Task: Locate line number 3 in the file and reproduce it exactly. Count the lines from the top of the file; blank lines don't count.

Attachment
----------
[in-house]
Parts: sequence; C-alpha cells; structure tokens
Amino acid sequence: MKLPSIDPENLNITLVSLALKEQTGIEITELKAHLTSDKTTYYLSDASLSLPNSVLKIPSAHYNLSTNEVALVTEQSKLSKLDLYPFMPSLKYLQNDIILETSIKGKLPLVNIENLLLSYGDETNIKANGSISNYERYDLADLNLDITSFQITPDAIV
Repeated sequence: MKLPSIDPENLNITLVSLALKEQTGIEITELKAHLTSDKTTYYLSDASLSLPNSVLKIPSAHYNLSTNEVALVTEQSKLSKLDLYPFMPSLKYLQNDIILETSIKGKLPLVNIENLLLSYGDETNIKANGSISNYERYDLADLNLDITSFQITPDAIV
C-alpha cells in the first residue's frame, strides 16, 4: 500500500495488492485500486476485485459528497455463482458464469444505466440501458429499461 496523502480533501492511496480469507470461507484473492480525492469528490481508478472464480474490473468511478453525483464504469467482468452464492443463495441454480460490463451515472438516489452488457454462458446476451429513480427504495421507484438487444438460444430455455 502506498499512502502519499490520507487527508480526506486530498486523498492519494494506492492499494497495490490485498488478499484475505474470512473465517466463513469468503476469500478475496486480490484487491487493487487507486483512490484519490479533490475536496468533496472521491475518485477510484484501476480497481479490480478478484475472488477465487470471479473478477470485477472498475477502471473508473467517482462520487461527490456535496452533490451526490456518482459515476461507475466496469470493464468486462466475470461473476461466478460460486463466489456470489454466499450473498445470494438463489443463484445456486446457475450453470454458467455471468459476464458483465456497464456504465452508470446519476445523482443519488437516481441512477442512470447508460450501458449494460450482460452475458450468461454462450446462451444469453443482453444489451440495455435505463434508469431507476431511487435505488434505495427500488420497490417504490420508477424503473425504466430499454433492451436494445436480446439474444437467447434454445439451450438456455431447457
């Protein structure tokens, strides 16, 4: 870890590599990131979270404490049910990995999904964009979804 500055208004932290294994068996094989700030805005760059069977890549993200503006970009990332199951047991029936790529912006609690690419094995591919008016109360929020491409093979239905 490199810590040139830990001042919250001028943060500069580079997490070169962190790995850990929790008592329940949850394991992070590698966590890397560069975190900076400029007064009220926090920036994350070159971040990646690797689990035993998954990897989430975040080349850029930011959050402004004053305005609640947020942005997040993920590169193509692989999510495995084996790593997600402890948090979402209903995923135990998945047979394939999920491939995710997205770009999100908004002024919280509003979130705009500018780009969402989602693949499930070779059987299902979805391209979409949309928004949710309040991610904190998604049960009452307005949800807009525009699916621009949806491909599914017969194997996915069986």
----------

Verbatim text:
Amino acid sequence: MKLPSIDPENLNITLVSLALKEQTGIEITELKAHLTSDKTTYYLSDASLSLPNSVLKIPSAHYNLSTNEVALVTEQSKLSKLDLYPFMPSLKYLQNDIILETSIKGKLPLVNIENLLLSYGDETNIKANGSISNYERYDLADLNLDITSFQITPDAIV